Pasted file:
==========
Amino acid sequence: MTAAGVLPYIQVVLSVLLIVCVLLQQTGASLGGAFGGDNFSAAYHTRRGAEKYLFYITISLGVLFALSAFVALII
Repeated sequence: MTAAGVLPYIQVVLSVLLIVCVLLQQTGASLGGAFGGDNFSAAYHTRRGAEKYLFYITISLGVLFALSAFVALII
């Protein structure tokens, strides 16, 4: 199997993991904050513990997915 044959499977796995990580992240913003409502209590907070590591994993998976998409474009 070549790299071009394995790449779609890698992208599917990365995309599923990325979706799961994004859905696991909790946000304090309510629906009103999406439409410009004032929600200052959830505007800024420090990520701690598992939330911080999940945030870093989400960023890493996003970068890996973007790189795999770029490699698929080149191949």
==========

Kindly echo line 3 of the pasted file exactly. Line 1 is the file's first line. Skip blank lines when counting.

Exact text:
């Protein structure tokens, strides 16, 4: 199997993991904050513990997915 044959499977796995990580992240913003409502209590907070590591994993998976998409474009 070549790299071009394995790449779609890698992208599917990365995309599923990325979706799961994004859905696991909790946000304090309510629906009103999406439409410009004032929600200052959830505007800024420090990520701690598992939330911080999940945030870093989400960023890493996003970068890996973007790189795999770029490699698929080149191949």